So, why not lead from the front? There could be a lot of reasons, but let me suggest a few:

1. We have an iconic view of leaders. To be a leader, you have to have the complete package: a face for magazine covers, great speaking ability, amazing organizational aptitude and abundant confidence, empathy and wisdom. Who can measure up to the image? Either leaders are larger than life or they’re failing gloriously. Or both.

2. I think there is a strong preference for avoiding risk. It’s easier to sit in the back row and take potshots at the person at the front. The one at the front is putting his neck out, and that takes courage and confidence — two traits that seem to be lacking among many young people. Perhaps we’ve been too sheltered. Anyway, it’s easier to influence someone else to get out front and take the risk instead.

3. Younger leaders prefer facilitation. It’s a philosophical difference. We like to do accomplish things together, and sorting out the roles to recognize success gets messy when it was done as a team. Maybe it doesn’t matter who gets the credit, after all.

4. I think many in my generation see power as a trap. They’re not interested in all the perks that go along with position. No amount of power or money can make up for the long hours, the cost to family, the stress or the inability to wear jeans to work. Better to keep your freedom and your balance.

Senators in the Back Row

I came across a newspaper article the other day by this name. I think it was referring to a group of Senators who sat in the back row of the House to observe some controversial vote or debate. But it got me thinking.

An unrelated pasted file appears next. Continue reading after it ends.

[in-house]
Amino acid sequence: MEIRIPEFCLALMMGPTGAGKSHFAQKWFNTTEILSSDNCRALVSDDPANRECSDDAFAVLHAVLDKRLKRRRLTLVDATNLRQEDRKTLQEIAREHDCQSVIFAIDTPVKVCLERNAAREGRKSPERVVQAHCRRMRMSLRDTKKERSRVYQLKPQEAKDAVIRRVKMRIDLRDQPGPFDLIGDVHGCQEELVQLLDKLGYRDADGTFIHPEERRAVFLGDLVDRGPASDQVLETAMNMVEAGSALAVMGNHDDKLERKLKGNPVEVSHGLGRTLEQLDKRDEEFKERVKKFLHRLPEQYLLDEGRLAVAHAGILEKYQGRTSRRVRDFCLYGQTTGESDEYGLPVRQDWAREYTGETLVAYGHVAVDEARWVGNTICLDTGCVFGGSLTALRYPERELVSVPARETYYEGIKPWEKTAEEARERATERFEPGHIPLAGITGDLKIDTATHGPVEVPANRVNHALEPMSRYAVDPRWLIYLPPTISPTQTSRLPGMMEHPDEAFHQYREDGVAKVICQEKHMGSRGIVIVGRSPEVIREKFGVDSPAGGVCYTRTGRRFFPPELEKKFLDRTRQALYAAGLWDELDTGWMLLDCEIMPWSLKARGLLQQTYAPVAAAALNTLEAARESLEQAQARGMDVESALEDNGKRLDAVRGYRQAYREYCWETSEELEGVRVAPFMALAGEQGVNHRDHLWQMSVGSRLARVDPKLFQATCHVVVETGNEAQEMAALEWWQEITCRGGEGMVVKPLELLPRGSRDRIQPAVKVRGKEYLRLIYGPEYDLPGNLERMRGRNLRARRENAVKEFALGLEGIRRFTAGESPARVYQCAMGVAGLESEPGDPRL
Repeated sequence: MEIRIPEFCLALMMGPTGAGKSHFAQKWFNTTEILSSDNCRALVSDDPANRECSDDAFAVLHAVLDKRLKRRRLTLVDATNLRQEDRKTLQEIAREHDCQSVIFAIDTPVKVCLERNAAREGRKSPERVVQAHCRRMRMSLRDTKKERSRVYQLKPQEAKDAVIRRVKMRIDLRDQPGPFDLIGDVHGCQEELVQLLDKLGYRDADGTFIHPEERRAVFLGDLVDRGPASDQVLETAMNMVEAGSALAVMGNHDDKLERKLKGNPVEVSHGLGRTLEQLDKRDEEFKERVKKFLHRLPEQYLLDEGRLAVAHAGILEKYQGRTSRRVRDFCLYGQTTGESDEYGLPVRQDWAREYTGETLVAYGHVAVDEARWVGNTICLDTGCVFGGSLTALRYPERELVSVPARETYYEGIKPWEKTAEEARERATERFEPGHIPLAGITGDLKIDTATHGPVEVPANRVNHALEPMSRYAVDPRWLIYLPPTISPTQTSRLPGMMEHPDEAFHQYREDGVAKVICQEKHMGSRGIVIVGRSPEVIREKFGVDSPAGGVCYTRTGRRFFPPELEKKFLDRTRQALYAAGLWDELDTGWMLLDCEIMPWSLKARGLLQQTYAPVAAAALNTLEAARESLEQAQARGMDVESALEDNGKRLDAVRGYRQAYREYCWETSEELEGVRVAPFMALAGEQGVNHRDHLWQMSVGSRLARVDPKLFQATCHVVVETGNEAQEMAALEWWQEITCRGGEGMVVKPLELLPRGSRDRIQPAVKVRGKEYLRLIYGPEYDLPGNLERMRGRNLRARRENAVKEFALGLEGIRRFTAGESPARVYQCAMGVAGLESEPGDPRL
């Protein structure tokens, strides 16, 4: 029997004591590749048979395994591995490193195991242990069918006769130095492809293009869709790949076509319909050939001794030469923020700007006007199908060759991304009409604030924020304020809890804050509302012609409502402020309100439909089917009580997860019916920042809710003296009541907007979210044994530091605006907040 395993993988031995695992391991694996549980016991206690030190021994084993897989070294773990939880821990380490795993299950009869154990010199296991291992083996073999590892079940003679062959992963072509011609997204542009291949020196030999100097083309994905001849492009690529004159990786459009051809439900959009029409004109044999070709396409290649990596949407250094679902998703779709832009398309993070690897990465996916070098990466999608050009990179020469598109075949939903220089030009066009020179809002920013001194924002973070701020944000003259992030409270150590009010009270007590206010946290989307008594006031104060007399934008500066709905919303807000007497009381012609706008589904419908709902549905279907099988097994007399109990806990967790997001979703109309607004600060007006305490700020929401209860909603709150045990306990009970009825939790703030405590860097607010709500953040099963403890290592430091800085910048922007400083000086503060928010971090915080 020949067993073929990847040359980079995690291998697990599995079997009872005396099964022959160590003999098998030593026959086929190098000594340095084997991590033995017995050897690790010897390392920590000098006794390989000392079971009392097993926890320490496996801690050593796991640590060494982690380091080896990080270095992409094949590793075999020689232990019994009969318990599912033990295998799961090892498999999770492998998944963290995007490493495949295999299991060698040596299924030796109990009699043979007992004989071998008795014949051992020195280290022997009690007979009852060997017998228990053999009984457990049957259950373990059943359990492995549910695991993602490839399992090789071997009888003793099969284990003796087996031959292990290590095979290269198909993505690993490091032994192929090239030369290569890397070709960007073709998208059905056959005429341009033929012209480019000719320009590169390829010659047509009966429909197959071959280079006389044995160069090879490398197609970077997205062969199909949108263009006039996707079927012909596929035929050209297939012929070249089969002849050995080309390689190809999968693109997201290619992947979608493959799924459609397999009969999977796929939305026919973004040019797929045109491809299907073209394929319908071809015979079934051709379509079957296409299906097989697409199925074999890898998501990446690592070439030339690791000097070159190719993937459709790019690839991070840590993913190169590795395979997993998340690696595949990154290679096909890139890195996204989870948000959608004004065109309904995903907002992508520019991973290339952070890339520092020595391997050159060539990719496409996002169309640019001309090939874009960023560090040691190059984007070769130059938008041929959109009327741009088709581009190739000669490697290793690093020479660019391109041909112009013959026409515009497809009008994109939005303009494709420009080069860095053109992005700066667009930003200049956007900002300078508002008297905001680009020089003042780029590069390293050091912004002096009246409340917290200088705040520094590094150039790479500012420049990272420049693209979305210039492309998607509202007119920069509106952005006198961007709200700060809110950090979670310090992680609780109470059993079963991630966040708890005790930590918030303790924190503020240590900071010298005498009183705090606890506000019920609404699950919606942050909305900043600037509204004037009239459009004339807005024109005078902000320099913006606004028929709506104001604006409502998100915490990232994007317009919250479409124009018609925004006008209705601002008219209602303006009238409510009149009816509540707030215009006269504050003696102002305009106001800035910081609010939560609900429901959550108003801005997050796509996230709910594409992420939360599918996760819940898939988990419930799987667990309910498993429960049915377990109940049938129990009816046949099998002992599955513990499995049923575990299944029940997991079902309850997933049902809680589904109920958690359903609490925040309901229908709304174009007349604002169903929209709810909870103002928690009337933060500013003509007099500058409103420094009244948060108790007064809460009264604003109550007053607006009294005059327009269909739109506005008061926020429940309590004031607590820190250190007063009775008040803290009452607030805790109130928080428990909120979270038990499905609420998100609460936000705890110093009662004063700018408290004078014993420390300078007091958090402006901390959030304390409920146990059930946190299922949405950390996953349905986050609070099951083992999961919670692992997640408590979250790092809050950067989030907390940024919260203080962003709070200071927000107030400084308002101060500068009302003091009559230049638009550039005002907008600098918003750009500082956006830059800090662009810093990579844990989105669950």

Who are the Senators who sit on the back row of the Senate? How would someone come to have a position like that but sit on the back row? Are they politicians who really don’t want to be there? Or who don’t belong? Seems to me they need a club or a caucus or something.

This blog is an exploration of the dynamics of a generation with a fear and suspicion of leadership. What are the issues that hold leaders back and keep people from stepping out to use their gifts? I’m intensely curious about those issues, and as I explore them, I invite others to join the conversation.

Welcome to the back row leader

After some very helpful feedback from well meaning friends and my wife, I agreed to change the name of my blog. I’m really much more interested in exploring leadership than politics on this site. Senators in the Back Row, while offering an interesting word picture, created confusion. Meanwhile, I’ve received good feedback on this name.

I have a theory that you can’t always tell who’s leading a group by the person standing at the front. One of Wycliffe’s senior VPs shared an interesting story with a group of young leaders at Wycliffe. Reflecting back on her years of teaching, she recounted the first day of class one year when she faced an unruly mob that wouldn’t listen. Observing the dynamics, she realized that everyone gravitated toward one particular student.

After class that day, she asked that student to stay afterward. She noted that he was clearly the leader in that classroom, and she could either work with him or they would butt heads all year. If the latter was the case, she was going to make sure that was not a pleasant experience for him. He did not see himself as a leader, but he agreed to try an experiment: when she needed the class’s attention, she would give him a sign and let him call the class to order.

The next day, the class started out with the same mayhem. After a few minutes, the teacher caught the student’s eye and nodded. He turned to his fellow students and said, “Hey, let’s all sit down. Class is starting.” When they all immediately did what he said, he turned to her with eyes as side as saucers — wide in surprise but also some thought to the possibilities of the power he now had. The class went well the rest of the year because the teacher had realized that she wasn’t really the leader in that setting. The student was the power broker. He led from the back row.